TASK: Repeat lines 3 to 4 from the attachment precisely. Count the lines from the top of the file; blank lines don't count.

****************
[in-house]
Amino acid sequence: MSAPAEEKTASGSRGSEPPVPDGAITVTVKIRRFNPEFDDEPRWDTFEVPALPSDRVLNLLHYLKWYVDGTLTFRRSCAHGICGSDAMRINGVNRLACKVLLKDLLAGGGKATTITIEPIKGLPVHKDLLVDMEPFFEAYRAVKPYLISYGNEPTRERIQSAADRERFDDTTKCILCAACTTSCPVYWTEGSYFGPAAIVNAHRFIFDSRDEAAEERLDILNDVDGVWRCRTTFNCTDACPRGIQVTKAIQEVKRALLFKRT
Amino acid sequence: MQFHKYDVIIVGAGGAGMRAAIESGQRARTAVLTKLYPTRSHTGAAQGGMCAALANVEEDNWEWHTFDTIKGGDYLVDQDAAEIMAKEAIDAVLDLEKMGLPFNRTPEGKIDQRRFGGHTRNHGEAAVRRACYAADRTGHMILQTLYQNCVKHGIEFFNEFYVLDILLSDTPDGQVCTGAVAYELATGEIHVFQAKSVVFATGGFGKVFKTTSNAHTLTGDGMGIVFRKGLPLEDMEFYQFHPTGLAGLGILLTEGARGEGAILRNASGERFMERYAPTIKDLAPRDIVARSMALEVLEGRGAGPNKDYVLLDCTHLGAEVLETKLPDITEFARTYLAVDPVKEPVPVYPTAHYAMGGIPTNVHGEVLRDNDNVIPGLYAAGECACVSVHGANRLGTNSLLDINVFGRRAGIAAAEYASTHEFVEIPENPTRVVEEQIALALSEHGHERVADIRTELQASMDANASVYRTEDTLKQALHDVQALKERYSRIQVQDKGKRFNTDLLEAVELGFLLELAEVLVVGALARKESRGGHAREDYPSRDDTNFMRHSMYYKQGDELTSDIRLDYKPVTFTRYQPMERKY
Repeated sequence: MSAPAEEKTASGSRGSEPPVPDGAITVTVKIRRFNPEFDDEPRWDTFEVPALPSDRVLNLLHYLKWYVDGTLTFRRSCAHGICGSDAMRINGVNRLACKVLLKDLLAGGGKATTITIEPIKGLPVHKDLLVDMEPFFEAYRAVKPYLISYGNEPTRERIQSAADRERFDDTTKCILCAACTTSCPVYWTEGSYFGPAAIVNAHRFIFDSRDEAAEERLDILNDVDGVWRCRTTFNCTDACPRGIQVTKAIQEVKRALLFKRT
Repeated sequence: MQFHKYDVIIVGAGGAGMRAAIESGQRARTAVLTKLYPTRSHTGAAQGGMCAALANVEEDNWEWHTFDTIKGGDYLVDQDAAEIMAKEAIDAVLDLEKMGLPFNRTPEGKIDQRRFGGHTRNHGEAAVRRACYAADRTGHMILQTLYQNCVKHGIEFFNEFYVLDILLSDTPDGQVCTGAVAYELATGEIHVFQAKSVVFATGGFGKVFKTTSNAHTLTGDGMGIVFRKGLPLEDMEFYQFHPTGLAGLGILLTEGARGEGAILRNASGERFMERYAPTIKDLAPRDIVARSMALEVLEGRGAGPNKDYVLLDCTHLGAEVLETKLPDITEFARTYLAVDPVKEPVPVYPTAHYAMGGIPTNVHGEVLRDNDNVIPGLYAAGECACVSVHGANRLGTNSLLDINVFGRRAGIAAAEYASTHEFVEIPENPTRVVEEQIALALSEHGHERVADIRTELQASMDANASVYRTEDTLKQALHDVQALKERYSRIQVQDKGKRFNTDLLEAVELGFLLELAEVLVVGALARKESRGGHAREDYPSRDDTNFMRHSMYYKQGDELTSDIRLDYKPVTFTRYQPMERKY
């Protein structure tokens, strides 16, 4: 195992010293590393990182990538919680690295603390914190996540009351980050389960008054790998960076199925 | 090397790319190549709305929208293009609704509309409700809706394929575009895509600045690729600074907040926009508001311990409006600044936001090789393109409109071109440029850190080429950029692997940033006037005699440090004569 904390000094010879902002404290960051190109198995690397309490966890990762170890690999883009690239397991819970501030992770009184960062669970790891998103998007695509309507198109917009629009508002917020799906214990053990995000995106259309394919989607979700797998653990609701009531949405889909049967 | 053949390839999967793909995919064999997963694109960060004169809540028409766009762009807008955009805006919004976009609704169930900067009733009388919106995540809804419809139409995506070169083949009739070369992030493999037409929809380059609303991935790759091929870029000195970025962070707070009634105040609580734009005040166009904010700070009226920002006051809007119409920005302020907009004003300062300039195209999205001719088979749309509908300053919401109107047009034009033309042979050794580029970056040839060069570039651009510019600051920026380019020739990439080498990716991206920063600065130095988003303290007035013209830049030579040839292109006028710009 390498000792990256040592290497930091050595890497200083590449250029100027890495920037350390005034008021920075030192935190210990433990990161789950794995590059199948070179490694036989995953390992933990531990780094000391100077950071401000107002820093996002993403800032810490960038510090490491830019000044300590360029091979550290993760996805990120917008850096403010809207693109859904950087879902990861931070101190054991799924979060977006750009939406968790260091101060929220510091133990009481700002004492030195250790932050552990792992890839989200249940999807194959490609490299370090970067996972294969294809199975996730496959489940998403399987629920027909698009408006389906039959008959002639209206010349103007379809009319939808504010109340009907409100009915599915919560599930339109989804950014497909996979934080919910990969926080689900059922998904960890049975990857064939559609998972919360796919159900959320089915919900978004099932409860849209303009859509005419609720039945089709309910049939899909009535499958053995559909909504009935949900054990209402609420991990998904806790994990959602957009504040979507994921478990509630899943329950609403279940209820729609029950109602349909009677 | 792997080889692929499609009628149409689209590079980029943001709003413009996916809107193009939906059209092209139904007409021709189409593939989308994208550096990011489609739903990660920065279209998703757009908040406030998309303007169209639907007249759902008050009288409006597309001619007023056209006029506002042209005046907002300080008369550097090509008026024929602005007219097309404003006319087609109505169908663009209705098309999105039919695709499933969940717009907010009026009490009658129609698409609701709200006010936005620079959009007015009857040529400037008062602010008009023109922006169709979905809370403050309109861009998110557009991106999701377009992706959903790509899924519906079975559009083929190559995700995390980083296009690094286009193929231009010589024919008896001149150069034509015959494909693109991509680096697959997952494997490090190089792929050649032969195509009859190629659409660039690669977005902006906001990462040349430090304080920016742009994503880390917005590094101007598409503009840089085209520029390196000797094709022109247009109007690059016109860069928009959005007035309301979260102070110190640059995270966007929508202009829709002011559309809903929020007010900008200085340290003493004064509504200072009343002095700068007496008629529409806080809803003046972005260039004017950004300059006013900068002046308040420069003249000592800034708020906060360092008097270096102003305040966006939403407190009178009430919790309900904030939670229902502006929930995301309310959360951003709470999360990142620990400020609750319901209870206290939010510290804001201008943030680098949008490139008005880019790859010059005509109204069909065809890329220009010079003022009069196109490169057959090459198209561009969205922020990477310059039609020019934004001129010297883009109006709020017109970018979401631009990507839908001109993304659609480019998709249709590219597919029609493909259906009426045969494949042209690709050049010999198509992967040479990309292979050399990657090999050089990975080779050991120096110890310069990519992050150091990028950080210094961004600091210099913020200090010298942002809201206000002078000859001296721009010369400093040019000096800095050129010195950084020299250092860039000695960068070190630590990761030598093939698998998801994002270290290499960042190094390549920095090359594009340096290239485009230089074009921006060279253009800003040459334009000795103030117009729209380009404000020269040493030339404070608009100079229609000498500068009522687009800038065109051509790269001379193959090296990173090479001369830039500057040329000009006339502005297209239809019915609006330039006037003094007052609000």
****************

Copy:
Amino acid sequence: MQFHKYDVIIVGAGGAGMRAAIESGQRARTAVLTKLYPTRSHTGAAQGGMCAALANVEEDNWEWHTFDTIKGGDYLVDQDAAEIMAKEAIDAVLDLEKMGLPFNRTPEGKIDQRRFGGHTRNHGEAAVRRACYAADRTGHMILQTLYQNCVKHGIEFFNEFYVLDILLSDTPDGQVCTGAVAYELATGEIHVFQAKSVVFATGGFGKVFKTTSNAHTLTGDGMGIVFRKGLPLEDMEFYQFHPTGLAGLGILLTEGARGEGAILRNASGERFMERYAPTIKDLAPRDIVARSMALEVLEGRGAGPNKDYVLLDCTHLGAEVLETKLPDITEFARTYLAVDPVKEPVPVYPTAHYAMGGIPTNVHGEVLRDNDNVIPGLYAAGECACVSVHGANRLGTNSLLDINVFGRRAGIAAAEYASTHEFVEIPENPTRVVEEQIALALSEHGHERVADIRTELQASMDANASVYRTEDTLKQALHDVQALKERYSRIQVQDKGKRFNTDLLEAVELGFLLELAEVLVVGALARKESRGGHAREDYPSRDDTNFMRHSMYYKQGDELTSDIRLDYKPVTFTRYQPMERKY
Repeated sequence: MSAPAEEKTASGSRGSEPPVPDGAITVTVKIRRFNPEFDDEPRWDTFEVPALPSDRVLNLLHYLKWYVDGTLTFRRSCAHGICGSDAMRINGVNRLACKVLLKDLLAGGGKATTITIEPIKGLPVHKDLLVDMEPFFEAYRAVKPYLISYGNEPTRERIQSAADRERFDDTTKCILCAACTTSCPVYWTEGSYFGPAAIVNAHRFIFDSRDEAAEERLDILNDVDGVWRCRTTFNCTDACPRGIQVTKAIQEVKRALLFKRT